Engineering Data Science at Automattic

Many useful gleanings from my colleague Yanir Seroussi — he has a plan to keep the interest on your A.I. technical debt real low.

Data for Breakfast

Most data scientists have to write code to analyze data or build products. While coding, data scientists act as software engineers. Adopting best practices from software engineering is key to ensuring the correctness, reproducibility, and maintainability of data science projects. This post describes some of our efforts in the area.

Data scientist Venn diagram example One of many data science Venn diagrams. Source: Data Science Stack Exchange

Different data scientists, different backgrounds

Data science is often defined as the intersection of many fields, including software engineering and statistics. However, as demonstrated by the above Venn diagram, viewing it as an intersection tends to be too exclusive – in reality, it’s a union of many fields. Hence, data scientists tend to come from various backgrounds, and it is common to encounter data scientists with no formal training in computer science or software engineering. According to Michael Hochster, data scientists can be classified into two types

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A good year for Robert Langlands

I just saw that Robert Langlands has won this year’s Abel Prize in mathematics. A month back I had noted that two University of Chicago mathematicians –Sasha Beilinson and Vladimir Drinfeld — had received the Wolf prize for work that builds upon Langlands’ ideas.

What are those ideas? Langlands has spent his life looking for connections between number theory and real analysis. The featured image is a rendering of an automorphic form, one of the kinds of functions that Langlands has been interested in. As far as I could understand, Beilinson and Drinfeld found ways of connecting this work to modern physics. Maybe a deeper understanding is my goal for 2018. This Quartz article is a good quick read as is this short piece on the fundamental lemma.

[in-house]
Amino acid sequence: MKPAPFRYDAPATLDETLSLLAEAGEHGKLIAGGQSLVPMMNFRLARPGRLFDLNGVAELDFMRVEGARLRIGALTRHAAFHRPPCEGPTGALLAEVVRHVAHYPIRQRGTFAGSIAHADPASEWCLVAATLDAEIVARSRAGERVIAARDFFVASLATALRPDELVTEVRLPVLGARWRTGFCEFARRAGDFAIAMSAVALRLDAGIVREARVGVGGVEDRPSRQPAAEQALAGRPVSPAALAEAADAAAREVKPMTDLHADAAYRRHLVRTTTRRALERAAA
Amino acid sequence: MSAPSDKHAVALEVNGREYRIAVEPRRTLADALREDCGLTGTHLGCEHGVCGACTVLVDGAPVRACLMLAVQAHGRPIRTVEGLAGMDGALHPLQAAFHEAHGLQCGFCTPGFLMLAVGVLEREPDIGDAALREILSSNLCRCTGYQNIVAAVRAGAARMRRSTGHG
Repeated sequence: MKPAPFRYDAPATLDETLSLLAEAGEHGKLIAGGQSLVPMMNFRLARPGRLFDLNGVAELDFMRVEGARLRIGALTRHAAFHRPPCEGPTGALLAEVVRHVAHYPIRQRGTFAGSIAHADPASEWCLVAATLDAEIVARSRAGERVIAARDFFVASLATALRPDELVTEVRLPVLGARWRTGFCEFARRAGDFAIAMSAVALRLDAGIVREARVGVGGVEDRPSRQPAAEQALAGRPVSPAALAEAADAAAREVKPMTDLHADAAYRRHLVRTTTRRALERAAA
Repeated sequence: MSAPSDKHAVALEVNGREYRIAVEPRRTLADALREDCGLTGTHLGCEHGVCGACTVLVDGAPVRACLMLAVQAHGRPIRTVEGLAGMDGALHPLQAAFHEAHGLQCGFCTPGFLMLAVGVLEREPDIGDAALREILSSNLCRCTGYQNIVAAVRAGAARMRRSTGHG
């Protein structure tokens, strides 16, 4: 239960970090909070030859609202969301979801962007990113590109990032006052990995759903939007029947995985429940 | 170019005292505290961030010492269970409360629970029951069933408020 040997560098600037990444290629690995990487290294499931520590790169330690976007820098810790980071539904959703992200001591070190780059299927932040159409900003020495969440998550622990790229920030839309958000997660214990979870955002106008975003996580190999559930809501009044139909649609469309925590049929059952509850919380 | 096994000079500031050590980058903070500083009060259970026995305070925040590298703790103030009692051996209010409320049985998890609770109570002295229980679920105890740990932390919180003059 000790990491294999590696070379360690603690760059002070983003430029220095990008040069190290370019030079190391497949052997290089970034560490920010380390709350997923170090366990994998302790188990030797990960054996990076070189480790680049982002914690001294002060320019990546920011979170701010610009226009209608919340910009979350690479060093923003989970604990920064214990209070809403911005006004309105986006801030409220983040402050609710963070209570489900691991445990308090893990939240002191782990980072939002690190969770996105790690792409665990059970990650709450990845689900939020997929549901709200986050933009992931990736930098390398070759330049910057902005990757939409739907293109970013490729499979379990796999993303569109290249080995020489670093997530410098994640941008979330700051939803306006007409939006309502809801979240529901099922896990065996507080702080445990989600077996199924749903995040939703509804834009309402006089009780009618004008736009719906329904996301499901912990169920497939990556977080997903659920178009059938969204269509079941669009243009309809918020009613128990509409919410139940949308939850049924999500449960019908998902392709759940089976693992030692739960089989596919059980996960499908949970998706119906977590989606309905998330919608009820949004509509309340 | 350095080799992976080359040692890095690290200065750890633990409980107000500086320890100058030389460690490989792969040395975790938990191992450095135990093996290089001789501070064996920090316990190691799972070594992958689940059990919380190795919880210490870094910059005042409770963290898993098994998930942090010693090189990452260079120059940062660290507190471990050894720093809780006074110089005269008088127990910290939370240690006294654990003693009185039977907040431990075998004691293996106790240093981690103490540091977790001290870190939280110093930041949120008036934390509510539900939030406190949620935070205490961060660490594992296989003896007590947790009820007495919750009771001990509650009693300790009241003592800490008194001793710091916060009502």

Or, you can let the distinguished Dr Langlands explain it himself.

Whether or not you have a liking for numbers, seeing an 81 year old still in the thick of things is infectiously inspiring. Perhaps you’ll allow him to re-acquaint you with Pythagorus?

I feel such a blessing to have the optimistic spirit of my 80-something mother still present to bring uplift, laughter, and fresh greens from the garden to us — all served with divinely channeled love.  I think of the many 70+ year olds who passionately hold the world accountable,  try to make a difference with their material success, fathom prime numbers like Langlands, weave saxophone melodies, and make the world a beautiful place with their wisdom and selflessness. Spring persists in the garden of the ageless mind. I’ll leave you with some Sonny Rollins


Mothers of invention, a parting nod from Stephen Hawking

We learned of Stephen Hawking’s passing today. I learned that one of the technologists behind the assistive technology that amplified the continuous flow of so many of his ground breaking insights is Lama Nachman.

Her story and the implications for better assistive technology is fascinating.

We are both mourning the passing of Stephen Hawking and celebrating Women’s History Month in the US (wait, so that mean’s the other 49% get the rest of the year?). It reminds me of the legions of Joan Feynmans (her brother got the spotlight), Vera Sóss (other Erdös-1’s seem to get the spotlight — wait can we get an Anna Erdös number? ), Katherine Johnsons (took a while to get that spotlight), Maryam Mirzakhanis that are working away, far from the spotlight, building and unfolding the universe.


The geometrical beauty of Doha

As we passed through Doha on the way to Gaborone, I was amazed by the architectural beauty of so many Islamic inspired structures. It was truly a feast for the eyes and mind.